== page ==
Epistasis is a key factor in evolution since it determines which combinations of mutations provide adaptive solutions and which mutational pathways toward these solutions are accessible by natural selection. There is growing evidence for the pervasiveness of sign epistasis--a complete reversion of mutational effects, particularly in protein evolution--yet its molecular basis remains poorly understood. We describe the structural basis of sign epistasis between G238S and R164S, two adaptive mutations in TEM-1 β-lactamase--an enzyme that endows antibiotics resistance. Separated by 10 Å, these mutations initiate two separate trajectories toward increased hydrolysis rates and resistance toward second and third-generation cephalosporins antibiotics. Both mutations allow the enzyme's active site to adopt alternative conformations and accommodate the new antibiotics. By solving the corresponding set of crystal structures, we found that R164S causes local disorder whereas G238S induces discrete conformations. When combined, the mutations in 238 and 164 induce local disorder whereby nonproductive conformations that perturb the enzyme's catalytic preorganization dominate. Specifically, Asn170 that coordinates the deacylating water molecule is misaligned, in both the free form and the inhibitor-bound double mutant. This local disorder is not restored by stabilizing global suppressor mutations and thus leads to an evolutionary cul-de-sac. Conformational dynamism therefore underlines the reshaping potential of protein's structures and functions but also limits protein evolvability because of the fragility of the interactions networks that maintain protein structures.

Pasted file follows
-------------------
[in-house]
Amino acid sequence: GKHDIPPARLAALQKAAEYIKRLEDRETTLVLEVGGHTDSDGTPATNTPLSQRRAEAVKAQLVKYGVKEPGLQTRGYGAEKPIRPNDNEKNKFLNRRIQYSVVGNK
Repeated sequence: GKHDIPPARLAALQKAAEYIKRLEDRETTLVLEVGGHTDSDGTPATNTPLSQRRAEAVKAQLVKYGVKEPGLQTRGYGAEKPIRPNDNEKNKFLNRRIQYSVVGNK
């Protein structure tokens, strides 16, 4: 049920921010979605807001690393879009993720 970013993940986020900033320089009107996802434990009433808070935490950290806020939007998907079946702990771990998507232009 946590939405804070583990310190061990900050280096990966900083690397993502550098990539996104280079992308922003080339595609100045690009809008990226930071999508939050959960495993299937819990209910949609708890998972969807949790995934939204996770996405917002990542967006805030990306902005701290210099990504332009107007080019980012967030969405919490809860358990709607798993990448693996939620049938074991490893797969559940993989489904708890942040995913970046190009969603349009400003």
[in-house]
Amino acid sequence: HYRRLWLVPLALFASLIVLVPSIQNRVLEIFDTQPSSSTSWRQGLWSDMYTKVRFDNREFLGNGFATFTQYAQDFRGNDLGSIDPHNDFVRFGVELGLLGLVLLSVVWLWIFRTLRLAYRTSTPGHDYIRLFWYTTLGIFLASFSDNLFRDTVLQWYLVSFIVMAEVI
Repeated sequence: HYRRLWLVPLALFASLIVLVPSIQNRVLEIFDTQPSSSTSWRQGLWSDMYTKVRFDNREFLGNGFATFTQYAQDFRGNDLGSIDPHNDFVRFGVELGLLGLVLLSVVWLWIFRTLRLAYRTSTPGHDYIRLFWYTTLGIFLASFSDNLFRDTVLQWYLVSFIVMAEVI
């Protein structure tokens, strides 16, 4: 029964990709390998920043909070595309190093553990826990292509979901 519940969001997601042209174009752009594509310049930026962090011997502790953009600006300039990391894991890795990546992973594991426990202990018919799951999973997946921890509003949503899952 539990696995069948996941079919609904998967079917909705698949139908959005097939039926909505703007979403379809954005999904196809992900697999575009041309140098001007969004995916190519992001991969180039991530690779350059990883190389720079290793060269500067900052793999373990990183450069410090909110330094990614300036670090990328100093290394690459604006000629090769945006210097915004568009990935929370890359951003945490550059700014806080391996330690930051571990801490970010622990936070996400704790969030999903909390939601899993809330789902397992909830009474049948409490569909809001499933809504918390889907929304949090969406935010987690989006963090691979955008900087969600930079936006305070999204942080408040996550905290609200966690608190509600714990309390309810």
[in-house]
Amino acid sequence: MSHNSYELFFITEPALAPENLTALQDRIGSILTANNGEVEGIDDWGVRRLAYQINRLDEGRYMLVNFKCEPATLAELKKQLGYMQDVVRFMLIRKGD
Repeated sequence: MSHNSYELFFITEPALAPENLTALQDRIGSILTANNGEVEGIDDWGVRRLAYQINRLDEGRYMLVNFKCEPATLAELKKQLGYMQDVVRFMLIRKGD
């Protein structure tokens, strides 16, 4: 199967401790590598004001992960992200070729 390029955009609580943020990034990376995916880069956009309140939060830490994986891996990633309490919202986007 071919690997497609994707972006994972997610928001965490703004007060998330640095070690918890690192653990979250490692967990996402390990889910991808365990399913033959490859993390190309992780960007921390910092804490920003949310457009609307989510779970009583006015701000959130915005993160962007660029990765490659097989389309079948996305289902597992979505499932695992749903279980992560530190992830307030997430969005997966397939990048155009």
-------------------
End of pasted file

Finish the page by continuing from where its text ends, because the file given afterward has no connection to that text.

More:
Keywords: conformational diversity; interactions network; protein disorder; protein evolution; protein folds.
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